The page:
Advertisers, agencies and publishers serve the AdChoices icon more than 1 trillion times each month. Yet despite the icon's presence throughout the Web, fewer than one in 10 Internet users know what the small blue symbol in the shape of a sideways triangle actually means, according to the latest State of Media report by the agency Kelly Scott Madison.
That icon -- the centerpiece of the industry's privacy code -- is supposed to function as an immediately recognizable symbol indicating online behavioral advertising. That is, it's supposed to inform people that advertisers are drawing on consumers' Web-surfing history in order to serve them targeted ads. Clicking on the icon also takes people to pages where they can learn more about behavioral targeting and also opt out of receiving targeted ads.
KSM calls the industry's icon program a “valiant attempt” to provide transparency. Nonetheless, the results have been “disappointing,” the agency says in its report. “Consumers need to understand advertising capabilities so they aren’t fearful of the potential consequences, and advertisers need to be transparent about how and when they are using customer data,” the report states.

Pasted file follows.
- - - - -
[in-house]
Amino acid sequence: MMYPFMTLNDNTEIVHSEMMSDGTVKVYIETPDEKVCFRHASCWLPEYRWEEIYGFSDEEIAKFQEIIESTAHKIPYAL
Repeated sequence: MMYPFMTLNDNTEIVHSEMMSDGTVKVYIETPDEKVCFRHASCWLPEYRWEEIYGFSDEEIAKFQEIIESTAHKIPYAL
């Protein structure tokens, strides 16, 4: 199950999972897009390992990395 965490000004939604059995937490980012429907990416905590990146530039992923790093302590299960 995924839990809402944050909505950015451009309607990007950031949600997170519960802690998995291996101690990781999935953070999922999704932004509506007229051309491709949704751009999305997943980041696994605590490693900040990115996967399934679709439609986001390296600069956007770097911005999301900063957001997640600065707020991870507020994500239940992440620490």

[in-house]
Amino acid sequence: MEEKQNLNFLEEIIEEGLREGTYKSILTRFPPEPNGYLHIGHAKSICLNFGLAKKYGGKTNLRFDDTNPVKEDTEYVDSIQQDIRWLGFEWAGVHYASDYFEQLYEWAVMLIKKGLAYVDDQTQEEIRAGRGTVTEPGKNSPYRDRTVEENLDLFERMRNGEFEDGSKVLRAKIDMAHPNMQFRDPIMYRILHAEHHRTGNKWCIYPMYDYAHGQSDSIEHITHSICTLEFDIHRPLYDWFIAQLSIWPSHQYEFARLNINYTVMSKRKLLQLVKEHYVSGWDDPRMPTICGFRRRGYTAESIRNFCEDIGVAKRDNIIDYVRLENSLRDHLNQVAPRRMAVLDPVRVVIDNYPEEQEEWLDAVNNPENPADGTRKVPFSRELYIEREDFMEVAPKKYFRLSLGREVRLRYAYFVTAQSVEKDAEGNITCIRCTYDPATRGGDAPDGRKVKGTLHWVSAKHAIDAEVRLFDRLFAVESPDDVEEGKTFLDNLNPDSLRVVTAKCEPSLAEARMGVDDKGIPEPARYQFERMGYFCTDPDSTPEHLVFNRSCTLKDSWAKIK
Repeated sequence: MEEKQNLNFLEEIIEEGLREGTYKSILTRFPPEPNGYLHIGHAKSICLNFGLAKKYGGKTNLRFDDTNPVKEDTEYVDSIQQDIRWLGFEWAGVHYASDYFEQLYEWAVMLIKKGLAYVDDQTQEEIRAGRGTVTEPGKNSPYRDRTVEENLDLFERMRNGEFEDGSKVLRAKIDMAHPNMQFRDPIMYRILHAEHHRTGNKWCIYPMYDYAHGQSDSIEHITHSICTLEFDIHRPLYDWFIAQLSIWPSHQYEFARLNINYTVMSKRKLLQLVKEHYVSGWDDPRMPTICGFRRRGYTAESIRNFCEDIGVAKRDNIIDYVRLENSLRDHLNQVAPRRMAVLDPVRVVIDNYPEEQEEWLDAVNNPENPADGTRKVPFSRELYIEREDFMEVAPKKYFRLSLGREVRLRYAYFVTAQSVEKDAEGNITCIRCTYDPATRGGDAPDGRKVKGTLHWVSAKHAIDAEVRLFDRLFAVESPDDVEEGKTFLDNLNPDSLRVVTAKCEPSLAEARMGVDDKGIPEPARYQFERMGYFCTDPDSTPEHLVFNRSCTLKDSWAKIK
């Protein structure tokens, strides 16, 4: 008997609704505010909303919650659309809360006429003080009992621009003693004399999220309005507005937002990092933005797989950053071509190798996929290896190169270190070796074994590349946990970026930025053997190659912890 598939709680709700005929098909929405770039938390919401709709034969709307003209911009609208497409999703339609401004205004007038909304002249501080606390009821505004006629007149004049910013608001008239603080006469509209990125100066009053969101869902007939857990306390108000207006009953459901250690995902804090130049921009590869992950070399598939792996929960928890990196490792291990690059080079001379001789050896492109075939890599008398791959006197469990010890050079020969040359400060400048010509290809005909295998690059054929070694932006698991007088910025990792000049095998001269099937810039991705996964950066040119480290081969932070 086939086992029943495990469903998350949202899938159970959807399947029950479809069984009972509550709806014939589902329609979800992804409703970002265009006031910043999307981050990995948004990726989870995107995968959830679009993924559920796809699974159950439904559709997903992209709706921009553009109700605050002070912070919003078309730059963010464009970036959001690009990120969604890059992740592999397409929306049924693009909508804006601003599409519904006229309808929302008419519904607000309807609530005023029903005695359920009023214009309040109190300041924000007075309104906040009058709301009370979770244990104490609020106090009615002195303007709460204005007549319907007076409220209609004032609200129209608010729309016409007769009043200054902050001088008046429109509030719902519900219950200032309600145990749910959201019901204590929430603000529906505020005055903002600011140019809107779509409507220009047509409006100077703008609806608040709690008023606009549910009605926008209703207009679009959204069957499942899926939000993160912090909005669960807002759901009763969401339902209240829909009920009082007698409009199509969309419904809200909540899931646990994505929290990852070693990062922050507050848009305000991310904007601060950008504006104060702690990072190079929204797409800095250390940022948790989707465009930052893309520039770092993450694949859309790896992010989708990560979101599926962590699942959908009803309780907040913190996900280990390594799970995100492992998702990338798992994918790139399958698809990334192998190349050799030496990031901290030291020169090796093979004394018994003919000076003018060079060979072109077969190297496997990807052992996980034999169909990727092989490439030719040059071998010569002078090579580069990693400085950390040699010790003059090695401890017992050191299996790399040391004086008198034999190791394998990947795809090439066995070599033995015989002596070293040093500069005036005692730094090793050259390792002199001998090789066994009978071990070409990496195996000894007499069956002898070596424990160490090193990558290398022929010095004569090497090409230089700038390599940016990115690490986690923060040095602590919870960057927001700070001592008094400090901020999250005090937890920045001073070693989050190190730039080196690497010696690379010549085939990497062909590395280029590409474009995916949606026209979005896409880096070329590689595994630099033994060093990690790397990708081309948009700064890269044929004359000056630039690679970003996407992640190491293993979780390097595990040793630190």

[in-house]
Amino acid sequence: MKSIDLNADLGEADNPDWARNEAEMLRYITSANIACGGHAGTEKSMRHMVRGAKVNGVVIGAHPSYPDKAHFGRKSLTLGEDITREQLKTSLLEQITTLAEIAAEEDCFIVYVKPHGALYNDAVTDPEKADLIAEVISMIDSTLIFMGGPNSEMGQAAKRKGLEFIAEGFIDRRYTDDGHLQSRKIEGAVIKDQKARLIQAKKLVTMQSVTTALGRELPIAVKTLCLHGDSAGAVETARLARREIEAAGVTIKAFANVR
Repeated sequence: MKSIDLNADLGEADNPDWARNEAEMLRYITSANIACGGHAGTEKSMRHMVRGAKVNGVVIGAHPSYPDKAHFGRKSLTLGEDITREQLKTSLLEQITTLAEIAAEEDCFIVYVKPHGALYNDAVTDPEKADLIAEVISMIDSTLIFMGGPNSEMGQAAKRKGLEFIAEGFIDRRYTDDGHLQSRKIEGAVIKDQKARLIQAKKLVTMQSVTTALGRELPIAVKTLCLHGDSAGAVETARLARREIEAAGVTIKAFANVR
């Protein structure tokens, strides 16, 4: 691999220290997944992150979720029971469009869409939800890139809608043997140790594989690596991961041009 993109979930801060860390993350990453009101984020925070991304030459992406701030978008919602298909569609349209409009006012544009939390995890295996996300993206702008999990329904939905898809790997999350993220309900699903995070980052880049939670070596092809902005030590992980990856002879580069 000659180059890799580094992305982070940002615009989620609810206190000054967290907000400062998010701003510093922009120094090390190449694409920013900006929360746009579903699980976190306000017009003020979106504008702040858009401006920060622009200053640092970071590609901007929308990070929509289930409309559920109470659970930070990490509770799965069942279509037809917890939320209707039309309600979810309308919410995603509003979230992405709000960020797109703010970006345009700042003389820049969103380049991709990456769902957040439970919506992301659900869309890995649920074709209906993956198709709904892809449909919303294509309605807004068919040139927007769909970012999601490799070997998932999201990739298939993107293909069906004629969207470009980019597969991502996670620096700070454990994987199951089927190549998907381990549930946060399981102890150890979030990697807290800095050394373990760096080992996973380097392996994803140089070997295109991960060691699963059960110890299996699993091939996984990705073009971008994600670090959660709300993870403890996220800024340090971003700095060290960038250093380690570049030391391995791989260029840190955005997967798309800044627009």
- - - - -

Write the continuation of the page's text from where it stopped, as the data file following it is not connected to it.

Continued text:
For the report, the agency partnered with research forum ORC International, which conducts twice-weekly surveys of 1,000 online adults. The survey found that three out of four Web users (74%) aren't familiar with the AdChoices campaign at all, while only one in three (35%) of the 26% that are familiar with the you-are-being-tracked icon know what it means. The bottom line: Just 9% of Web users understand the icon, according to KSM.
Lou Mastria, executive director of the self-regulatory group Digital Advertising Alliance, offers different numbers. He says that a survey released by privacy compliance company TRUSTe in February shows that 37% of people are now aware of the AdChoices icon, up from 21% the prior year.
“While many consumers do not care to learn about or take action on those issues, we believe the icon has proven itself as a valuable tool for those consumers who want more information and choices about the marketing they receive,” he says.